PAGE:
Ian Kumekawa, Harvard University
In the wake of World War I, the British state undertook to rehabilitate its export trade. Seeking to build upon the close connections forged between British industry and the wartime state, government departments brought industry leaders and trade groups into the administration of new programs and divisions. Though industry representatives were in theory meant to be neutral spokespeople for British business, the firms that they represented often were key beneficiaries of new state programs. By using network visualization, this paper investigates the connection between representation on state committees and councils and material benefit for British businesses. It explores the way in which individuals were able to leverage their influence both in and outside the state. In so doing, it interrogates the existence of a meaningful bright line between the state and private industry in the interwar, a question with profound historical and historiographical implications for the nature and size of the state itself. Methodologically, the paper treats participation on committees as measurable and standardizable data. Such data are limited, both in quantity and in quality. The paper will therefore interrogate the limitations of network data in historical investigation and the decisions taken to identify particular relationships as comparable. Finally, the paper speaks to the multiple uses of data visualization; as illustrations of an argument, such visualizations function differently than as research tools meant to provoke new questions and interpretations.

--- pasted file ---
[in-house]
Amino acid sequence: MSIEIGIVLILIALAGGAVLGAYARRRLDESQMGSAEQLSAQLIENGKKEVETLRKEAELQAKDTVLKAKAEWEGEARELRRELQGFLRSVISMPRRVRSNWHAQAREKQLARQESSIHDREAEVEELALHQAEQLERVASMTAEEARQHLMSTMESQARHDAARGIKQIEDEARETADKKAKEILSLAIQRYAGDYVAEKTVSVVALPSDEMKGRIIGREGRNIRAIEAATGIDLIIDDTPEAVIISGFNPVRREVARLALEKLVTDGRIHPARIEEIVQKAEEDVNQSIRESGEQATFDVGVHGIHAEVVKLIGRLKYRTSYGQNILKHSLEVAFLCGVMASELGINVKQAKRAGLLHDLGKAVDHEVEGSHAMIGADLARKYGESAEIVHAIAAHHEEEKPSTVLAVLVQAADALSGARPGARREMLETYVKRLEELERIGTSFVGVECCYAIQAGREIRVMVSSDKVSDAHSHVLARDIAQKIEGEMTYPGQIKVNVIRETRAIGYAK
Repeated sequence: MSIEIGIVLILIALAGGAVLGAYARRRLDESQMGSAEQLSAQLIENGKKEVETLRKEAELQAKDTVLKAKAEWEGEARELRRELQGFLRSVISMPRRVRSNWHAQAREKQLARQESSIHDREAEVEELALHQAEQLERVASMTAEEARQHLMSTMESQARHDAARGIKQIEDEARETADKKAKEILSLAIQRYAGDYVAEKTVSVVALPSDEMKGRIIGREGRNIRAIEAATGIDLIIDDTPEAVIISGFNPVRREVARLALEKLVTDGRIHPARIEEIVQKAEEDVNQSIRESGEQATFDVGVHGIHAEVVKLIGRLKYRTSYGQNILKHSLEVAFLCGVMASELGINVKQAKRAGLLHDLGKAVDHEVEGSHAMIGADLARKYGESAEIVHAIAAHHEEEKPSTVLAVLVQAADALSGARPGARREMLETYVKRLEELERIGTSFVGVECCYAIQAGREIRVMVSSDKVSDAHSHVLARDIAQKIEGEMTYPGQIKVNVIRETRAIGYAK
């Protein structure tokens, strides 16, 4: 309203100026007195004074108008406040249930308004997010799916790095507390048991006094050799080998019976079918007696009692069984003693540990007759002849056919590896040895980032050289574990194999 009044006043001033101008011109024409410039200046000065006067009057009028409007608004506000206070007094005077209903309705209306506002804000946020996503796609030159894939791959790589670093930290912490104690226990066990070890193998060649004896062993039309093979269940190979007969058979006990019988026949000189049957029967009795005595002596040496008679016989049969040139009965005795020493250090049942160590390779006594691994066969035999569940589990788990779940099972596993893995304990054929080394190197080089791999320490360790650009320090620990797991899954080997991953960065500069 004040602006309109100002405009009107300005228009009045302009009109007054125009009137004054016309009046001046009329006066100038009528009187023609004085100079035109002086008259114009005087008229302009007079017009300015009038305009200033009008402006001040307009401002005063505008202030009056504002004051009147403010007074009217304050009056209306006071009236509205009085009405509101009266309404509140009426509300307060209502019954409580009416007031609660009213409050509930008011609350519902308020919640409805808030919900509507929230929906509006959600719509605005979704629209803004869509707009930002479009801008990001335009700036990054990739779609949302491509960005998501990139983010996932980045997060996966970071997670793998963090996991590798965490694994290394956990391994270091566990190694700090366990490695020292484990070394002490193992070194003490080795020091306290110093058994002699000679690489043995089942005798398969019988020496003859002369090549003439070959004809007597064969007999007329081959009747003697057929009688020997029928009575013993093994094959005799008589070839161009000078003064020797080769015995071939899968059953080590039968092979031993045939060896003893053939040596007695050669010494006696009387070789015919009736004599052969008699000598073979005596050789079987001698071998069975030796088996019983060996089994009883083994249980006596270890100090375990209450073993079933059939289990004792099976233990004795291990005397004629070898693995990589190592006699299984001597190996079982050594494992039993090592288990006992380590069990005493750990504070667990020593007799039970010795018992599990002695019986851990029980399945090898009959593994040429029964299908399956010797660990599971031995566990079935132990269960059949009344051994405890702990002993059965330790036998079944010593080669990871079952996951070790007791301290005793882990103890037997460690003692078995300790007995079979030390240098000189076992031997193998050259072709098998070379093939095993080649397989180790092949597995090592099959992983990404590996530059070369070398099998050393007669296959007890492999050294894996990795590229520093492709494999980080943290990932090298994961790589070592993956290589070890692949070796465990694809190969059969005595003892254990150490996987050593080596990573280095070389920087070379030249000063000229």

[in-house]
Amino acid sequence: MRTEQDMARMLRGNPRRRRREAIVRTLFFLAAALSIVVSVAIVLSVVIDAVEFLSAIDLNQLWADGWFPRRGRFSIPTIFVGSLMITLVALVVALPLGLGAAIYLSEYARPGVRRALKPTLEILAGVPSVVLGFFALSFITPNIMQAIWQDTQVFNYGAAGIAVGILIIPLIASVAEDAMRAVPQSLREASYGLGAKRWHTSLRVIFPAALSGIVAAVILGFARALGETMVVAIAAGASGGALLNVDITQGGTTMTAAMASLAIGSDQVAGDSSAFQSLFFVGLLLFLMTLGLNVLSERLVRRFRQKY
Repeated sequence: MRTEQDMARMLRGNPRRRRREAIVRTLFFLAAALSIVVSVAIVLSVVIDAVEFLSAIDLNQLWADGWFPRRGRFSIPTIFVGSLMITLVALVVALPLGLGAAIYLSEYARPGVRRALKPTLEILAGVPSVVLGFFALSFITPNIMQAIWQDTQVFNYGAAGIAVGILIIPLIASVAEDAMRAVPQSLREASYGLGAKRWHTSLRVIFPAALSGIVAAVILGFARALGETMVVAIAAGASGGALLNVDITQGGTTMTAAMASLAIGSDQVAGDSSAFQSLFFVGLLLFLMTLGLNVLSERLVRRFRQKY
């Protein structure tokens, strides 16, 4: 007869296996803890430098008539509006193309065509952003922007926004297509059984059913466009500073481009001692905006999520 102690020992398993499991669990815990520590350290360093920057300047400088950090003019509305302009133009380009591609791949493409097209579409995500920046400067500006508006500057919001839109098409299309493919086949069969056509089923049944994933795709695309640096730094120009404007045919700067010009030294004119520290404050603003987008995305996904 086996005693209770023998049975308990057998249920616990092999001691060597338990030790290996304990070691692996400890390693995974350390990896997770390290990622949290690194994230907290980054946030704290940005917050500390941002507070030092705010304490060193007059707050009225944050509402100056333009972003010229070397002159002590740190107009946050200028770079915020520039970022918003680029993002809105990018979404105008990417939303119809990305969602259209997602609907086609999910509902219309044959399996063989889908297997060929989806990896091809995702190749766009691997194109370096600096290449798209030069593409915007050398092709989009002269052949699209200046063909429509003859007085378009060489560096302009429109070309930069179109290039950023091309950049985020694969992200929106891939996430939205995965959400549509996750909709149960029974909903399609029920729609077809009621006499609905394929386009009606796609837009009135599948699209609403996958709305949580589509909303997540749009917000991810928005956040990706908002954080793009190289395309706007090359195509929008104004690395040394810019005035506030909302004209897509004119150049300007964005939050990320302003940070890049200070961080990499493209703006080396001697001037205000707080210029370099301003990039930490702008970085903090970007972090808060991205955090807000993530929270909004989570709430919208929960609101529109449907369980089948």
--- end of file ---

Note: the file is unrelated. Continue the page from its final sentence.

No extended abstract or paper available
Presented in Session 202. States and Their Elites, or Elites and Their States